dan-marinoPrior to this weekend’s Super Bowl and before I had heard the news from any of the media sources one of my friends shared with me on Friday that his long time childhood idol had fallen from grace and plummeted down to earth with the rest of us sinners. As a young aspiring quarterback growing up in rural Colorado my friend (let’s call him “R”) had idolized and aspired to be like legendary quarterback, Dan Marino.

Despite never having won a Super Bowl Marino is recognized as one of the greatest quarterbacks in American football history. But it was his clean cut all American reputation that made him a respects and love superstar.

Feeling let down by his idol, “R” expressed feeling frustrated about what seems like just another example of the lack of integrity and unethical behavior regularly exercised by the people we admire and respect most in the world.

We talked about how challenging it must be for a superstar athlete, actor, politician or celebrity to constantly exercise the will power needed to resist what to the rest of us would appear to be a constant barrage of irresistible temptation.

If you have read any of my stuff on Strength of Will you know that there isn’t (in any of us) an inexhaustible and endless supply of the stuff. After making countless decisions about what to eat, who to call or not to call, overcoming a desire to go out for beers instead of heading to the gym and resisting the urge to inappropriately flirt with the attractive new receptionist our will begins to run low. This is why, after ordering the salad for lunch and saying no to cocktails after work so many “dieters” break down at midnight with a pint of mint chocolate chip ice cream.

This concept gave “R” pause for a moment as he tried to build a mental picture for exercising the level of will needed to overcome such an overwhelming level of temptation.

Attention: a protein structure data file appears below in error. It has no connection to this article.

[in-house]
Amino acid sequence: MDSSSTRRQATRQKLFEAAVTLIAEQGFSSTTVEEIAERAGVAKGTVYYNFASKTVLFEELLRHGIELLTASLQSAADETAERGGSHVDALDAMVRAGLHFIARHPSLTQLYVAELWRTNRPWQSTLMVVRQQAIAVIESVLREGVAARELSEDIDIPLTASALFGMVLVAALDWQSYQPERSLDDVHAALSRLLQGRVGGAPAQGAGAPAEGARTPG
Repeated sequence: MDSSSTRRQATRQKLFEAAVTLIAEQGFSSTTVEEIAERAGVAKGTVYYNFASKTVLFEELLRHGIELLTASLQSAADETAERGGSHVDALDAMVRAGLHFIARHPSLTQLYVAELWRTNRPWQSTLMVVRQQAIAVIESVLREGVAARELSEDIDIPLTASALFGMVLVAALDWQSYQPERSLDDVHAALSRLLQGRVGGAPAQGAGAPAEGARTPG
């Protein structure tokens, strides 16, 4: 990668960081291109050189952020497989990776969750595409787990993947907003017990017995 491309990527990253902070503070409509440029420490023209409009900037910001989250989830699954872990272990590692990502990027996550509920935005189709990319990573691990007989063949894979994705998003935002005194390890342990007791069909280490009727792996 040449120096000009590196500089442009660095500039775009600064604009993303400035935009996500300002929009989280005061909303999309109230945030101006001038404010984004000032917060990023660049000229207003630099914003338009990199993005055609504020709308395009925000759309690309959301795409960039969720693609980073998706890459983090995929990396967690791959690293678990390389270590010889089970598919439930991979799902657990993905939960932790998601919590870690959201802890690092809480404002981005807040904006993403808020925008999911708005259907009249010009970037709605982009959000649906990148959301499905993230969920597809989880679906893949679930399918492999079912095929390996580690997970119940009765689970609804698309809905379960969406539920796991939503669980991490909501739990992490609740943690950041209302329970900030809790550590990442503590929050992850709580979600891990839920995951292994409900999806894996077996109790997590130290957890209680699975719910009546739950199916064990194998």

“Seriously…I found it extremely challenging just to stay on a 3 day a week training program without finding an excuse here and there for missing a few on a regular basis.”

I wasn’t suggesting that everyone in the public eye who gives into temptation or has moment of transgression should automatically be atoned for his or her sins or that this strength of will exhaustion point is an excuse for acting immorally. What I was suggesting to “R” is that we should be cautious about rushing to judgment one way or the other.

“Let he who is without sin cast the first stone.” That isn’t me and likely it isn’t you either.  We’re just fortunate that our sins aren’t publicly aired for all to judge.

But it does also seem like the “Blunders of the Rich and Famous” (there’s a TV show idea for you) are a good deal more monumental than that of the rest of us. Of course they are! Or at least they appear to be.  They’re playing a bigger game than most of us and as a result everything in that game is amplified.  When they play… they play BIG. When they screw up…they screw up BIG.

As our discussion began to wind down I proposed an interesting challenge to “R” –  a challenge few of us could meet. For one month see if you are able to completely clean your slate of indiscretions, sins, wrongdoings and “colossal blunders.” For just 30 days become aware of every time you tell a white lie, make up an excuse, have an immoral, hateful or unkind thought, cheat, steal, curse, over indulge in food, alcohol or drugs…etc.

In other words, using only the strength of your will along with any divine support you can find live as absolutely sin free as humanly possible for 30 days while listing and keeping track of any and all big or small transgressions.

Then at the end of the 30 days (here’s where it gets interesting) find a popular public place like a town square and confess your transgressions publicly.

Wow… did I really suggest that last part? You may want make sure there are no police listening.

OK, so the full 30 day commitment as well as the public humiliation parts of the process may be a bit too big for most of us. However if we want to gain some insights into our own daily habits, behaviors and motivations as well as the level of WILL it takes to resist a habit or something we may desire even though it is not in our best interests a modified version of this exercise could be very useful.

So here is my challenge to you: Commit to the “clean slate” process for just 48 hours.  Then see if it changes your perspective on Dan and yourself.

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